A lot of us work with normal people, and good working relationships require mutual respect and expressions of support. Sometimes, we can feel a bit shy about expressing how inspired we feel by the ways in which normal people carry on with their lives, but we need to overcome our reticence. We need to express just how much normal people mean to us.

It’s not difficult in a work situation to express this sort of appreciation because, in contradistinction to the Bitter Normals who just want to drag us down into their misery, workplaces are full of people known as Super Normals. These are the people who have worked their asses off to overcome their normal deficits. They seem almost exactly like you and me. In fact, until you really get to know them (or read their ground-breaking and courageous books), you can’t even tell that some of them are normal at all.

These people make it easy. Choose from among the following expressions of goodwill:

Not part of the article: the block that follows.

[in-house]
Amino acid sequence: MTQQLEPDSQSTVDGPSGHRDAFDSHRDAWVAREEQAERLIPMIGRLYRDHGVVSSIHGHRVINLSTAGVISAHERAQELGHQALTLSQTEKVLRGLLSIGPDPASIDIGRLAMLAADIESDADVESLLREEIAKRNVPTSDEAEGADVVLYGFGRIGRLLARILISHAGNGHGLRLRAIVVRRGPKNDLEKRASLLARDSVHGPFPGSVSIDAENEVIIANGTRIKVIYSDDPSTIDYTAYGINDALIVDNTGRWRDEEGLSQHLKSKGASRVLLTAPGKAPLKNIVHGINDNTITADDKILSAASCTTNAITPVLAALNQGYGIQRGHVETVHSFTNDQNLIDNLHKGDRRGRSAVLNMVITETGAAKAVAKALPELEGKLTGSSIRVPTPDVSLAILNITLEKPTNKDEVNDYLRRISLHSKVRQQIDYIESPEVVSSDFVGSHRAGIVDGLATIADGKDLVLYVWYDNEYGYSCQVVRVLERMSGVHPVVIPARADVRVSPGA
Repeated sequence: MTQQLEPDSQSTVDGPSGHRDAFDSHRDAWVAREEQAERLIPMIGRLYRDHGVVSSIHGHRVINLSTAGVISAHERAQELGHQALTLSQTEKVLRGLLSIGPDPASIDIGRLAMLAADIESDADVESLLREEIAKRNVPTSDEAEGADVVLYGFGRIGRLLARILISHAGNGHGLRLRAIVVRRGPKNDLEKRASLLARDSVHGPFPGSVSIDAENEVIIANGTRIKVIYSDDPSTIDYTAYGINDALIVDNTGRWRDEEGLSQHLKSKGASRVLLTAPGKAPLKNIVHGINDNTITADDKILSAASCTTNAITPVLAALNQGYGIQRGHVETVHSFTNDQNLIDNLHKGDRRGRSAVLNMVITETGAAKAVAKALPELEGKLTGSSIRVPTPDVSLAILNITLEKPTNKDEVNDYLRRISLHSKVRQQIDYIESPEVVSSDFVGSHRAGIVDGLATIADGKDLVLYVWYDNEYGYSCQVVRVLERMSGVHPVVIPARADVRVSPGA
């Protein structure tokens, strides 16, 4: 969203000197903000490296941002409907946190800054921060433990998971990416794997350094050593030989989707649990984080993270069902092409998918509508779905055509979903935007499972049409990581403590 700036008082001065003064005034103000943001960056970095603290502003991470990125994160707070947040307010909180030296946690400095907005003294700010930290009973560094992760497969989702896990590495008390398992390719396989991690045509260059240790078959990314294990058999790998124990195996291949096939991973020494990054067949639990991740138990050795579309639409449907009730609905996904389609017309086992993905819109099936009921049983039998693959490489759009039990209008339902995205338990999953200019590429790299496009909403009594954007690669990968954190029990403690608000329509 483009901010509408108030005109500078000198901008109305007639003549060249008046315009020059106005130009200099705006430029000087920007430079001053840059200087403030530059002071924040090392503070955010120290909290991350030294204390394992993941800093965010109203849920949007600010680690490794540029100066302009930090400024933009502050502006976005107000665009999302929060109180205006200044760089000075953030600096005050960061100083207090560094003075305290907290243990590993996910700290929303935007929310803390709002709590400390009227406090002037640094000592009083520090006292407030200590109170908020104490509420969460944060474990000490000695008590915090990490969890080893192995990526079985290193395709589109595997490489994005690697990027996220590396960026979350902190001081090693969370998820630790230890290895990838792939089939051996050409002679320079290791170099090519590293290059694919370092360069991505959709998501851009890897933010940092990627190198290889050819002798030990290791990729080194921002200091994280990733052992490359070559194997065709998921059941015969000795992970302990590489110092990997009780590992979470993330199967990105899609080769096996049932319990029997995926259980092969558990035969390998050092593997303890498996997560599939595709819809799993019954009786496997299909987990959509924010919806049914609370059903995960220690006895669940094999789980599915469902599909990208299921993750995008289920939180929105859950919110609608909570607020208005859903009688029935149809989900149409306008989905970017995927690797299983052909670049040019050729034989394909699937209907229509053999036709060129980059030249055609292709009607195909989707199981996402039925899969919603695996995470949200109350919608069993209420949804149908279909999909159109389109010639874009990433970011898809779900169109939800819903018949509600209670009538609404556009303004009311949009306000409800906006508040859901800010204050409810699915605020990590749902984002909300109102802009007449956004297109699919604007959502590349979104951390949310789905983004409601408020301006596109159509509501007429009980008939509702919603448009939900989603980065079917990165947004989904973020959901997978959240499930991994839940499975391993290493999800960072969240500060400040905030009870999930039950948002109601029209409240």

If you hadn’t told me you were normal, I never would have guessed!

The way you walk across the office on your way to the coffee machine is so graceful! How do you do that?

Way to work that copier, dude! You’re an inspiration!

I’m sorry that your parents died in that terrible normalizing accident, but you’re a credit to their memory.

4. Welcoming your child’s normal friends

It’s inevitable. With normalcy approaching epidemic proportions, your child is going to have normal classmates, and these normal classmates will want play dates with your child. I know that your tendency will be to try to protect your child from being held back by some of the habits and behaviors of the normals, but embrace this opportunity. It has the potential for deep personal and spiritual growth for yourself and for your child.